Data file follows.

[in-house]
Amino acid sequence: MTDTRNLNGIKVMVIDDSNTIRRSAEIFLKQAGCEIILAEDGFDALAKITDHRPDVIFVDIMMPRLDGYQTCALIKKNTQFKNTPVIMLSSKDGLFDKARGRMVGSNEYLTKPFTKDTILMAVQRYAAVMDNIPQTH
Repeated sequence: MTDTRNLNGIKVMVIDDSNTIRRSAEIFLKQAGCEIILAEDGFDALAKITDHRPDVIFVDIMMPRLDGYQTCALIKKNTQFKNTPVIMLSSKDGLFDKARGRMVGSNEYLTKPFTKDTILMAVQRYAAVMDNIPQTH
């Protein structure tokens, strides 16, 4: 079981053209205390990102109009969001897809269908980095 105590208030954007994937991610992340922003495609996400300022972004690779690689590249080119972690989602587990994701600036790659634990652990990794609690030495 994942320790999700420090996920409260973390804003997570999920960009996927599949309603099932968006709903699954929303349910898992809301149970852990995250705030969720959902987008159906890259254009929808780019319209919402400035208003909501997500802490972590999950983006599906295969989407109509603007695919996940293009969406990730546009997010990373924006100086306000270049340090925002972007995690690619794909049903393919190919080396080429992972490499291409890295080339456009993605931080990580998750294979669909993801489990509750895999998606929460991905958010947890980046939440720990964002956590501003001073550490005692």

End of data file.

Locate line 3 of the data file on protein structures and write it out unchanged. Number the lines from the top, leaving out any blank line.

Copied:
Repeated sequence: MTDTRNLNGIKVMVIDDSNTIRRSAEIFLKQAGCEIILAEDGFDALAKITDHRPDVIFVDIMMPRLDGYQTCALIKKNTQFKNTPVIMLSSKDGLFDKARGRMVGSNEYLTKPFTKDTILMAVQRYAAVMDNIPQTH